- The Washington Times - Thursday, July 1, 2004

VIENTIANE, Laos — Jean Dulac has just stepped down as chief executive officer of the Nan Theun Power Co., which has been developing a project to create a 1,000-megawatt dam in southern Laos to generate power for the industries of neighboring Thailand. He spoke with UPI correspondent Martin Sieff in Vientienne.

Question: You have been drawing up plans to build what will be one of the most ambitious dams and hydroelectric power projects in the history of Southeast Asia if it gets the final go-ahead. What technical problems do you face?

Answer: Nan Theun 2 is technically a very simple hydro project. For a hydro engineer, this is very simple. A small dam creates a large reservoir 350 meters above the surrounding plain, yet only a 50-meter-high dam will be needed. It’s a gift of nature.

Q: Critics say the dam will cause hardship by displacing people from their ancestral lands. How do you respond?

A: Sociologically, this is handleable. The project will flood a 450-square-kilometer area, creating a 50-kilometer-long lake. It could be considered as creating a large reservoir. The area is sparsely populated. Only 1,000 families will need to be moved up to the edge of the reservoir and they will only need to be moved a few kilometers. The logistics and dislocation involved are reasonable and manageable. They will remain in their familiar world up on the high Nakai plateau.

Q: How do you respond to the argument that the resettlement will destroy or seriously damage the quality of life for those involved?

A: These people are very poor. We offer them houses with electricity that they never had before. They will have irrigation that they never had before. This is a significant improvement for them. And all responsible experts consider the degree of dislocation that will be involved for them to be manageable.

Q: Laos has a communist government. Did you experience any significant difficulties in dealing with it?

A: No. We have found officials here to be very helpful and cooperative. This project will put a lot of money in the Laotian economy. Therefore, it is a first-priority project for the Laotian government.

Q: What kind of power-generating capacity will Nan Theun 2 produce and where will the energy go?

A: The Nan Theun 2 project will produce 1,000 megawatts of electricity, 95 percent of which will be sent to Thailand. The market for Laotian-generated hydroenergy is very real there.

Most of the power, in fact, will be used in northeastern Thailand. The project is likely to play a major role in generating prosperity in that region.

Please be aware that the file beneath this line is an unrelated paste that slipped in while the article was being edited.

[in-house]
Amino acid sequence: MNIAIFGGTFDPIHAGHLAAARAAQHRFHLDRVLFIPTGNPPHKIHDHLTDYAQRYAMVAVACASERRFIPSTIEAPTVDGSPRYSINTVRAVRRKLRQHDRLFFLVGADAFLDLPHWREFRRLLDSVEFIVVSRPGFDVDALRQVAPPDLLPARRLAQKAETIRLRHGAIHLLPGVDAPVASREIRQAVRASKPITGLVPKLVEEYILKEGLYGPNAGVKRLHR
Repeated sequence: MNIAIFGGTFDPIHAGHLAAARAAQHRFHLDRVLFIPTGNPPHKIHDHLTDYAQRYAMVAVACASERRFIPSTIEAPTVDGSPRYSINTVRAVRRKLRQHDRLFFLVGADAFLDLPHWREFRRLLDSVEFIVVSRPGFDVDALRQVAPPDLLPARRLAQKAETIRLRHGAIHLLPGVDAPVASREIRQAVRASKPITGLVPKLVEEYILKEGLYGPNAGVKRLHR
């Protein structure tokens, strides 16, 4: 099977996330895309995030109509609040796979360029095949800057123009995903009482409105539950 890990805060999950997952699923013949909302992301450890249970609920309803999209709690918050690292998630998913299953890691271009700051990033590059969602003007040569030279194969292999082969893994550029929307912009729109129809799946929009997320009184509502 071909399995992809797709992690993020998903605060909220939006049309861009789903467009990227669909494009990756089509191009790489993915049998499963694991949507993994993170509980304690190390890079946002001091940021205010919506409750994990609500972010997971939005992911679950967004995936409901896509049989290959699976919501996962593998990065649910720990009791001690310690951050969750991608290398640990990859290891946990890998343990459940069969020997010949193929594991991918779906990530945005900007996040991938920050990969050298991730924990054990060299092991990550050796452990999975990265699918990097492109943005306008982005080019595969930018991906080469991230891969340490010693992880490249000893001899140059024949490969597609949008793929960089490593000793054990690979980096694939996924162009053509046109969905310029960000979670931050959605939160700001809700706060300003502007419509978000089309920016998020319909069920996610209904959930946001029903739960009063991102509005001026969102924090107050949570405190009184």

Q: How do you answer critics who charge that your dam will cause devastating damage to the environment?

A: It’s a fascinating project. Just above the place the reservoir is planned to be there is a primary forest with wild elephants. Our plans include the creation of a protected environmental zone nine times the area of the reservoir from the edge of the Nakai Plateau up to the Vietnamese border.

The World Bank is sensitive to environmentalists’ concerns. However, hydroelectric energy has been classified by the World Bank as a renewable resource. The fuel is lean and nonpolluting. It is rain from the sky and once you have cleared the infrastructure construction costs, it comes free of charge.

Q: How will the project affect the old Ho Chi Minh Trail that the Vietnamese communists used to send supplies to the South during the war 40 years ago?

A: The Ho Chi Minh Trail went through the reservoir. It had to cross the Nan Theun River. Therefore this area was hugely bombed by the U.S. Air Force during the era of the Vietnam conflict. The Ho Chi Minh Trail ran along the bottom of the escarpment below the plateau.

Q: How did you find the experience of working in Laos as a Westerner and a Frenchman? Did you discern any resentment or tension from the eras of colonialism and war?

A: This is a very easy country to work and live in. We have found the people very friendly and cooperative. They are peaceful and nonaggressive and extremely welcoming and friendly. There is no discernible suspicion of foreigners anywhere you go. For foreigners, this country is a very pleasant one indeed to live and work in. The people here are not afraid.

The French colonial system, I think, was far softer here than it was in neighboring Vietnam. Laos was so remote that the energetic aspects of administration often did not reach to it. You often find there is no name on the streets of towns and villages here so people cannot even have a personal postal address.

Q: If that’s the case, how do letters ever get to their recipients? And how do visitors ever find their destinations?

A: People just ask and everyone knows everyone else. Like I said, it’s a very friendly place.

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